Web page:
3-D morphologyHAADFHRSTEMNanocrystal modeling


Elucidating the morphology of nanostructured materials with high resolution is essential for their optimization for specific applications. A remarkable example is the use of nanostructured materials in catalysis, as their performance often depends on the exposed facet crystallographic structure and surface areas [1, 2]. Even though significant efforts have been devoted to the three-dimensional (3-D) morphology characterization of individual nanocrystals [3, 4], a straightforward and undemanding method is still unavailable.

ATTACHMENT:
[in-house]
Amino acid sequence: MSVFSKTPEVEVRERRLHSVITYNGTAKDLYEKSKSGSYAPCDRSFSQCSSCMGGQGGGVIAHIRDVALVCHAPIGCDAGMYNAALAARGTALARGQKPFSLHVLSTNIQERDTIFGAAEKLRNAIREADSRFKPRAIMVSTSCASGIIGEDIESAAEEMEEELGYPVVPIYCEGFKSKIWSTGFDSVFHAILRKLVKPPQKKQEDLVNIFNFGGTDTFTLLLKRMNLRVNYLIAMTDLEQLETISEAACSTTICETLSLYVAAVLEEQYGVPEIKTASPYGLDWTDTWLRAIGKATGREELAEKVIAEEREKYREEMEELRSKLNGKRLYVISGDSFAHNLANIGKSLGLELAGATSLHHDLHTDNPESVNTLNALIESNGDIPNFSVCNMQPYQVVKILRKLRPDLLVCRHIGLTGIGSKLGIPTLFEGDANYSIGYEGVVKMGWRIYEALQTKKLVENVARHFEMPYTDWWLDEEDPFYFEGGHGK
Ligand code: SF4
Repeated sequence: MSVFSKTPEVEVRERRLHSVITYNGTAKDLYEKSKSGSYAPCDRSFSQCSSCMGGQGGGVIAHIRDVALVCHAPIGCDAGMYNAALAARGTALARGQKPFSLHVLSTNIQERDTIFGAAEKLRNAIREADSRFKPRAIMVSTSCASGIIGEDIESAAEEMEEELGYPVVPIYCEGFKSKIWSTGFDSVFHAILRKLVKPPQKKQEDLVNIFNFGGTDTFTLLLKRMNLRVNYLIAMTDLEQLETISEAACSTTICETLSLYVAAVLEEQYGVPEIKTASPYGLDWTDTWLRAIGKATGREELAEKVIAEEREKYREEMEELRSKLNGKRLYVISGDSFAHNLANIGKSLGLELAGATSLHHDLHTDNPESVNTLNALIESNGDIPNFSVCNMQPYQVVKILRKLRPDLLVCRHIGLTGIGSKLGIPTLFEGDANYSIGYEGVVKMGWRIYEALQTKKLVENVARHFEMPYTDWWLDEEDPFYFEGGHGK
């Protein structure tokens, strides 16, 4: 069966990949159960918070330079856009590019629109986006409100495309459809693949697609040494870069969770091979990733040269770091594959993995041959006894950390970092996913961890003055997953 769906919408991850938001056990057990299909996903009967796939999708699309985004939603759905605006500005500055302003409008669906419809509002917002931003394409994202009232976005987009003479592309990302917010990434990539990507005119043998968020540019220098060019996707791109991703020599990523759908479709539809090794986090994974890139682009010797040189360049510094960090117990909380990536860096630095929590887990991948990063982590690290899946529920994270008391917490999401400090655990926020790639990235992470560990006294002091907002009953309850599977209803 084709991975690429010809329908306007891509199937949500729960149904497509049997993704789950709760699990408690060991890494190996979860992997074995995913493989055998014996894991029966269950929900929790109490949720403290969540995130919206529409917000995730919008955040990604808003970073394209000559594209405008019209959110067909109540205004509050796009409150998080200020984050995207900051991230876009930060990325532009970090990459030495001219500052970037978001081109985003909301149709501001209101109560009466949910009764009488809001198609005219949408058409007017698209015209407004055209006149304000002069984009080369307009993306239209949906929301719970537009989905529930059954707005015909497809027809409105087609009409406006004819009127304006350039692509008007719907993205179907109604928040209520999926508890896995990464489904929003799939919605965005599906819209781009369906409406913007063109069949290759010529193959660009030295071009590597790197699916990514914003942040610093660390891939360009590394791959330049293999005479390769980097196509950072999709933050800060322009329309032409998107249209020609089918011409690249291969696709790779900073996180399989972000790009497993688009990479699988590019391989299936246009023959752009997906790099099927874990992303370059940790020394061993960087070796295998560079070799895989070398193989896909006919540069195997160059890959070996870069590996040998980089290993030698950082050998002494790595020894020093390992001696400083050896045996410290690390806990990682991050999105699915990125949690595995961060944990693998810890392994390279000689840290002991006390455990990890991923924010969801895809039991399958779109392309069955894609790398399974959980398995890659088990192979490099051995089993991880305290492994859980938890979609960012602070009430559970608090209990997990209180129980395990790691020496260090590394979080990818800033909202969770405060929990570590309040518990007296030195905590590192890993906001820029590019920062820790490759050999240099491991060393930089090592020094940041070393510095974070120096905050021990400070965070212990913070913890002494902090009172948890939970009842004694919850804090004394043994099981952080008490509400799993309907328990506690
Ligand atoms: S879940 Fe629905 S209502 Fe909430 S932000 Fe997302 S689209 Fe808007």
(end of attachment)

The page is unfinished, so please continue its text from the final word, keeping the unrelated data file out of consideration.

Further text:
The high-angle annular dark-field (HAADF) imaging mode in high-resolution scanning transmission electron microscopy (HRSTEM) [57] is one of the most promising techniques for nanocrystal characterization. Besides allowing direct imaging of the atomic columns with a spatial resolution down to 50 pm [7], the high-angle scattered electron signal intensity can be directly correlated to the thickness of the atomic columns [8] and the atomic number of their constituent atoms [911].